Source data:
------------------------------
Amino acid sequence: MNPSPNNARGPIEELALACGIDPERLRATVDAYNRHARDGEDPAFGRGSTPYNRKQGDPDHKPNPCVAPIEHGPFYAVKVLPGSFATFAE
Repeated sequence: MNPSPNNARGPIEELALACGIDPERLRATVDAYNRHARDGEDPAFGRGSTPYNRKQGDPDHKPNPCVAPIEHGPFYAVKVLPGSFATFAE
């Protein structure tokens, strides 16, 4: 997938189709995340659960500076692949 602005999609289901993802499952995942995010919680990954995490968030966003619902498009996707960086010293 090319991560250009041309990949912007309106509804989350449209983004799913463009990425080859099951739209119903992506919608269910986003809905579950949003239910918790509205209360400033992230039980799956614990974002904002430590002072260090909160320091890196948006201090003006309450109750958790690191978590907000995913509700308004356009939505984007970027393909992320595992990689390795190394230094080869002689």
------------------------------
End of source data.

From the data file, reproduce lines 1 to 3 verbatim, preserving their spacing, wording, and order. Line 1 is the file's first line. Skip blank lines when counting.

Amino acid sequence: MNPSPNNARGPIEELALACGIDPERLRATVDAYNRHARDGEDPAFGRGSTPYNRKQGDPDHKPNPCVAPIEHGPFYAVKVLPGSFATFAE
Repeated sequence: MNPSPNNARGPIEELALACGIDPERLRATVDAYNRHARDGEDPAFGRGSTPYNRKQGDPDHKPNPCVAPIEHGPFYAVKVLPGSFATFAE
């Protein structure tokens, strides 16, 4: 997938189709995340659960500076692949 602005999609289901993802499952995942995010919680990954995490968030966003619902498009996707960086010293 090319991560250009041309990949912007309106509804989350449209983004799913463009990425080859099951739209119903992506919608269910986003809905579950949003239910918790509205209360400033992230039980799956614990974002904002430590002072260090909160320091890196948006201090003006309450109750958790690191978590907000995913509700308004356009939505984007970027393909992320595992990689390795190394230094080869002689």